HUO: What exactly is the function of your famous dinners? 

JB: The pattern that seems to have evolved is to organize a social life around these dinners, where I can go to a town, send out a few emails, and see everyone I know in one night, thirty, forty, seventy people. This brought a certain fame in 1983 when the Wall Street Journal ran a front page story mentioning my "millionaires dinners." Even this year, several magazine articles have been devoted to recent dinners in Monterey and San Francisco.

HUO: You're refering to the Digerati dinners in the eighties and nineties that take place in different cities.

JB: There are different ones, like the one I had at TED. Last year I couldn't even get in the conference. I went to Monterey and had a dinner. I had one in California three weeks ago. I also had a dinner with scientists two weeks ago out here. It's different groups, but they can overlap to some degree.

HUO: So these dinners are not just in NYC, they travel with you. 

JB: I had a dinner in London last year for seventy people: the press, the publishers, best-selling writers, everyone comes. I've done them in Paris, in Cannes, Prague, Amsterdam, etc. .. it's a fun thing to do.

HUO: How are the dinners related to Edge? Could you define Edge?

JB: Edge is the electronic iteration of the Reality Club which started in 1980, which in a sense formalized what I did at these dinners. It celebrates thinking smart versus the anesthesiology of wisdom. It's the idea of somebody getting up and presenting questions they are asking themselves, usually in a New York venue in a New York style, with an expectation they are going to be challenged. But they are not doing it in front of their peers in their academic discipline or their field, they are doing it in front of people who are their equals in other areas. It can be really exciting, and it can be awfully boring.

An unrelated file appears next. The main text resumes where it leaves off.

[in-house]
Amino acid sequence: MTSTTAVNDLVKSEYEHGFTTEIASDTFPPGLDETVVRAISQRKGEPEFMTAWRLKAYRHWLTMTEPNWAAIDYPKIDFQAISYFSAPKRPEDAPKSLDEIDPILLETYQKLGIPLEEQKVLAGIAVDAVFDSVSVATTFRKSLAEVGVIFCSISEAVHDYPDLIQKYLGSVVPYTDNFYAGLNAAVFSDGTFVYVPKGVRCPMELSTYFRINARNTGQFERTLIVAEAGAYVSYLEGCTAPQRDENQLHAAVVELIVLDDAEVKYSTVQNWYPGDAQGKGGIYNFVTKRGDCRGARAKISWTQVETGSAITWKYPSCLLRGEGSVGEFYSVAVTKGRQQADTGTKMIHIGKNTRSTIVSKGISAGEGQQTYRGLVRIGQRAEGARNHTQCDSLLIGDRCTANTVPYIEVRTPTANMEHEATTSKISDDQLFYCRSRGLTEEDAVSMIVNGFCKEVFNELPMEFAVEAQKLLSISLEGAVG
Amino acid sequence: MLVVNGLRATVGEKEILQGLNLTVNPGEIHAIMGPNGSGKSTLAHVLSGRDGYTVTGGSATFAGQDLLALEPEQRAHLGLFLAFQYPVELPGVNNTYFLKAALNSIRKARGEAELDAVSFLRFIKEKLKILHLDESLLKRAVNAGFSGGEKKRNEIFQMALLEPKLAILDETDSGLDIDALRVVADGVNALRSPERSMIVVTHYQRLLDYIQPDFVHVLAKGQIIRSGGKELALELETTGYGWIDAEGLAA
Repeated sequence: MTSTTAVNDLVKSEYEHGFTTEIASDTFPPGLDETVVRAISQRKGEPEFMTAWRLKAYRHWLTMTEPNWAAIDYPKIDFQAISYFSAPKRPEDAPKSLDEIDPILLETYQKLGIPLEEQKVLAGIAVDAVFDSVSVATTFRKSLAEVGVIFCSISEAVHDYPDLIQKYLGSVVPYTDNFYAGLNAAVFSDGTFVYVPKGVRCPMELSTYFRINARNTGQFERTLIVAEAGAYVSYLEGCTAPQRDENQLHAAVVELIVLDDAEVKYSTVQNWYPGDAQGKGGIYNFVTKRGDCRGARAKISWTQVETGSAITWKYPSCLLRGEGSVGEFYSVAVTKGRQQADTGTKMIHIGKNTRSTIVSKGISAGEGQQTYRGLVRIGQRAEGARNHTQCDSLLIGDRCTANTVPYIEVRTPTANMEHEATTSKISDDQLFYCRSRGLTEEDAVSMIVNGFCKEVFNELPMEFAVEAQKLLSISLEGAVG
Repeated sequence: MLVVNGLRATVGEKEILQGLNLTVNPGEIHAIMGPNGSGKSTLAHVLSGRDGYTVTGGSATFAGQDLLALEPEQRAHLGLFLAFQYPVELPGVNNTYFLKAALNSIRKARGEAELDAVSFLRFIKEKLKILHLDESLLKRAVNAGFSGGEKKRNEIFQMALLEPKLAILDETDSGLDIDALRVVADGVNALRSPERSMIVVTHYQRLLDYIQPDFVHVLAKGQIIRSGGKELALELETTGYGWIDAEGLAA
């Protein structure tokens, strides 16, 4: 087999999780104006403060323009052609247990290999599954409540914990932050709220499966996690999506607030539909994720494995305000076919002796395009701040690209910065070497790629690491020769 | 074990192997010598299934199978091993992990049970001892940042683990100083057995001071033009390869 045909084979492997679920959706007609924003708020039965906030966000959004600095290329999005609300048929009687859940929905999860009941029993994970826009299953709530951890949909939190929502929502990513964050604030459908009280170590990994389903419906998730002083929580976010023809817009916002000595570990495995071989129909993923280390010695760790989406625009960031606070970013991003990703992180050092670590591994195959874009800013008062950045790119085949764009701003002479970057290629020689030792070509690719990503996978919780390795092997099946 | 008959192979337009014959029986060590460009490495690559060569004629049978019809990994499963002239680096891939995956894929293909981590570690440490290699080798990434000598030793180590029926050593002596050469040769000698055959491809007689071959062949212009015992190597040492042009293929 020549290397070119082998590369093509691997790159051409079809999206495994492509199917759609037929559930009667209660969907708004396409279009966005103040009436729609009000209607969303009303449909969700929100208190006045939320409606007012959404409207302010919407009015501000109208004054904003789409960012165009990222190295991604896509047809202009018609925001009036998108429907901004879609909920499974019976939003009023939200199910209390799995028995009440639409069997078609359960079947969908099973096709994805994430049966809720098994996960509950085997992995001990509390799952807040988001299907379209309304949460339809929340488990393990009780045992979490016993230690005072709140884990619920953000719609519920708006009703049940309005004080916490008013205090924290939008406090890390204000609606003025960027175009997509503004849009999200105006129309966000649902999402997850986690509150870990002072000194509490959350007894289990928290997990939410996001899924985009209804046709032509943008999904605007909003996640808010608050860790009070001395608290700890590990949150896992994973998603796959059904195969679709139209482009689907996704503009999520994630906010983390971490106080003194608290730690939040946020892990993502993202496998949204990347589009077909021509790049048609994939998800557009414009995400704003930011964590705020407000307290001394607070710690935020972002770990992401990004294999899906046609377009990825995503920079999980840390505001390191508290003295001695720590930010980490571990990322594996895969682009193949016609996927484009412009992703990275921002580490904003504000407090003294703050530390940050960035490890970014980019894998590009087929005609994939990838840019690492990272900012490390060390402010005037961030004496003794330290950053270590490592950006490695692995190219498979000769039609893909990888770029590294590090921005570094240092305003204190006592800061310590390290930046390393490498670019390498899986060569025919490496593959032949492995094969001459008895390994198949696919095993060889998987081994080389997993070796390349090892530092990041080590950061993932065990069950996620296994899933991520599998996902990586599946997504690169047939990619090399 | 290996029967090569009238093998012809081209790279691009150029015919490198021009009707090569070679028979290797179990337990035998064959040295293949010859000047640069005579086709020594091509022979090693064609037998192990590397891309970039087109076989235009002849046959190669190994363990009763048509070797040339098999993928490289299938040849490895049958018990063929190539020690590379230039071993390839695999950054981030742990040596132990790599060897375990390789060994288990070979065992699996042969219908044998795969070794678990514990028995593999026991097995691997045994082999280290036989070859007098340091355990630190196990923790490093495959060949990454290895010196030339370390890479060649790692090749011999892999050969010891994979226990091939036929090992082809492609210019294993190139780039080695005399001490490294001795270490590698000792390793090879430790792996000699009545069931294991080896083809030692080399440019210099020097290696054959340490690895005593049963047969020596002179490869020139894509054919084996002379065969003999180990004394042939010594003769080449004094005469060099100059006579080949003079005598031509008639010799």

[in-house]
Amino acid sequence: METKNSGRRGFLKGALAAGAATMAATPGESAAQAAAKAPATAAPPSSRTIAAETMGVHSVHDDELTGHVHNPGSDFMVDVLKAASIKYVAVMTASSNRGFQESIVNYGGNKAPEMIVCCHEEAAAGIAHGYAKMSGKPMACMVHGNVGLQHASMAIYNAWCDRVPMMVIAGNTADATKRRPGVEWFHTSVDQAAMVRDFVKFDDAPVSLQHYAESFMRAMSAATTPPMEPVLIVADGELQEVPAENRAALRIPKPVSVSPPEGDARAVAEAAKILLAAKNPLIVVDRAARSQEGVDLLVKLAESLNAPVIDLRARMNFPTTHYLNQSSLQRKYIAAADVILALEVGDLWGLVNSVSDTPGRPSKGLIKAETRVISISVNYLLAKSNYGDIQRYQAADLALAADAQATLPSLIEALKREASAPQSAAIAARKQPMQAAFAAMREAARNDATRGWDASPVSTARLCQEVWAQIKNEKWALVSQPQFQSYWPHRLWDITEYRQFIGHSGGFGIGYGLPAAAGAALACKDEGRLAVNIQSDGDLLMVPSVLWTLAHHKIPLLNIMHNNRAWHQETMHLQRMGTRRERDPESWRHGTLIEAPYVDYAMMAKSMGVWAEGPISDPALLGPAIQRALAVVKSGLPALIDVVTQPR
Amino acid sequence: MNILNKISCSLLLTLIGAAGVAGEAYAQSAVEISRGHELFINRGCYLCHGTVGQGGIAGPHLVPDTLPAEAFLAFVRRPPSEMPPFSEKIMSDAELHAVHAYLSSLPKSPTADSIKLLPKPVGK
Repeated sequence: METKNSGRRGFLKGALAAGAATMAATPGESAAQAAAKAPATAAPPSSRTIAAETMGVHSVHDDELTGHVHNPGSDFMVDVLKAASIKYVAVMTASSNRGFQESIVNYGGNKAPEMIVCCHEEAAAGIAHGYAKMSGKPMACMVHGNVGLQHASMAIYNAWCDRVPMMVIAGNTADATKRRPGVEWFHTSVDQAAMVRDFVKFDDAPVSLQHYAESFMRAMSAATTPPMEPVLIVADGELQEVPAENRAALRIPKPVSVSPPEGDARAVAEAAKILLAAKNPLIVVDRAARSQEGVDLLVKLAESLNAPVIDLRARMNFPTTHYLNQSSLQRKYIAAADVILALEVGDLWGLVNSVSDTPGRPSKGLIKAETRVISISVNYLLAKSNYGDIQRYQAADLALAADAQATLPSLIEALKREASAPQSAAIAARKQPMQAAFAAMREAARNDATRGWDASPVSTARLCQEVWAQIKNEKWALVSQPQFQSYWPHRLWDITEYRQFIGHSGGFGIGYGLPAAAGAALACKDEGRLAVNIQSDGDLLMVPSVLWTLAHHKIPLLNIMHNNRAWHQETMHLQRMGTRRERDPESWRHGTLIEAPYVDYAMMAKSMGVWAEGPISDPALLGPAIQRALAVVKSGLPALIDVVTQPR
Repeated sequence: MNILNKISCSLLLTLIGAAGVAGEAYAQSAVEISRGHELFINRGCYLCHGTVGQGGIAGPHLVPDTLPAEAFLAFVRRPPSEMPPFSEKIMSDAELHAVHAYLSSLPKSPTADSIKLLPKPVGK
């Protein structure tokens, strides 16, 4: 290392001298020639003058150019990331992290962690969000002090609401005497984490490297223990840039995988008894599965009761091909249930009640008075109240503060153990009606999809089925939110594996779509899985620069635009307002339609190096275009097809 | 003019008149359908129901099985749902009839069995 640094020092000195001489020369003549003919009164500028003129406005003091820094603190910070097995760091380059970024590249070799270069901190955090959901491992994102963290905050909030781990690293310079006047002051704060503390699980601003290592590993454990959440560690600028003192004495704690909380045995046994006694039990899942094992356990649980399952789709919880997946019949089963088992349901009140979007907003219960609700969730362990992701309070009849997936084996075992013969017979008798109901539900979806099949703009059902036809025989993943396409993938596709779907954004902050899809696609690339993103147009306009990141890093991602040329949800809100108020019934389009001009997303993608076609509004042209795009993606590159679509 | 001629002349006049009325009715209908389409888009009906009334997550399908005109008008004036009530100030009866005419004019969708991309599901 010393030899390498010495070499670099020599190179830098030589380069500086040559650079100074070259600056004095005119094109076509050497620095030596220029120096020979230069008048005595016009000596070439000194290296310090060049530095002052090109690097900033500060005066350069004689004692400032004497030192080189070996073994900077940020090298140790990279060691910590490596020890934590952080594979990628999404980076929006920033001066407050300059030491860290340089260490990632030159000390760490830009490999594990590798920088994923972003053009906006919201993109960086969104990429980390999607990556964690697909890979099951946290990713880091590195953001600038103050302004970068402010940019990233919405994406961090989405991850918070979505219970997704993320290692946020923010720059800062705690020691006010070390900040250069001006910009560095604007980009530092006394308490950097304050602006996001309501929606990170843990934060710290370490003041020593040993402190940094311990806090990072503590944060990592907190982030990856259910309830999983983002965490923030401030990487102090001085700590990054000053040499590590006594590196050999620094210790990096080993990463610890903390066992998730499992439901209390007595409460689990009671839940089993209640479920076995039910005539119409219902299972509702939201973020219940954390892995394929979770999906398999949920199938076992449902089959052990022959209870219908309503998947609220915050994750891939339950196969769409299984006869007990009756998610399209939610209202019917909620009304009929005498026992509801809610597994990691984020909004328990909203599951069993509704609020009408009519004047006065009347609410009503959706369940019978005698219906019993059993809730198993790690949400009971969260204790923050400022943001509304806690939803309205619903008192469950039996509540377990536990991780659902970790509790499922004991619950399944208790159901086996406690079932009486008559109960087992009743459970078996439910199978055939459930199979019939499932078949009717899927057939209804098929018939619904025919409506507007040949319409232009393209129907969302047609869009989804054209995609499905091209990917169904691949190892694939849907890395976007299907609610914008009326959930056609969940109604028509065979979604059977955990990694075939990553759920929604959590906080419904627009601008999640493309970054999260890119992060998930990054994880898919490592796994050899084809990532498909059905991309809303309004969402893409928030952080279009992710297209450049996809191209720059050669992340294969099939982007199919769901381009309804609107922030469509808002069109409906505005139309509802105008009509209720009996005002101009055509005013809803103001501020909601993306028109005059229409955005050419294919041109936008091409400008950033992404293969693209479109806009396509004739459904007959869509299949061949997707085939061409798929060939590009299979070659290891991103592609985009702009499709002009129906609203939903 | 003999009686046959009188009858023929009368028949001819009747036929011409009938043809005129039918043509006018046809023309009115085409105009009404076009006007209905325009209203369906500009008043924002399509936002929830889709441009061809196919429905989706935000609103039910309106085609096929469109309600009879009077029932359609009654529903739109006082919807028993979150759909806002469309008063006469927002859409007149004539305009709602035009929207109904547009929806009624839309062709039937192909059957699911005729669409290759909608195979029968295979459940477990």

HUO: So it doesn't work every time. There is the risk of failure.

JB: That's part of it's charm.

HUO: I started a very informal kind of meeting between artists, scientists, etc., but always with only five or six people. It either works or it fails. I observed in your Digerati evening, when I came earlier this year, that with seventy people you have many dinners within the dinner. Every table is a dinner within the dinner, even if people mingle. The complexity is higher.

JB: The Reality Club wasn't a dinner. I would serve food but it was a talk and then discussion.

HUO: To have the chronology for the sake of the interview, when did the Reality Club become Edge?

JB: The Reality Club started in 1980. The name was a pun, but some people took it seriously. I was spending a lot of time at my house in the Hamptons, and all people would talk about was realty. So I decided to have my own club and make it the Reality Club. It was just something I was doing anyway. That went on for a good ten years. The other person most active in it, who towards the end became the President was Heinz Pagels; he died in a tragic mountain climbing accident. It was painful; he was such a good friend. That took the heart out of it. It went on to 1991 or 92. Just around that time the Web started, around 1993.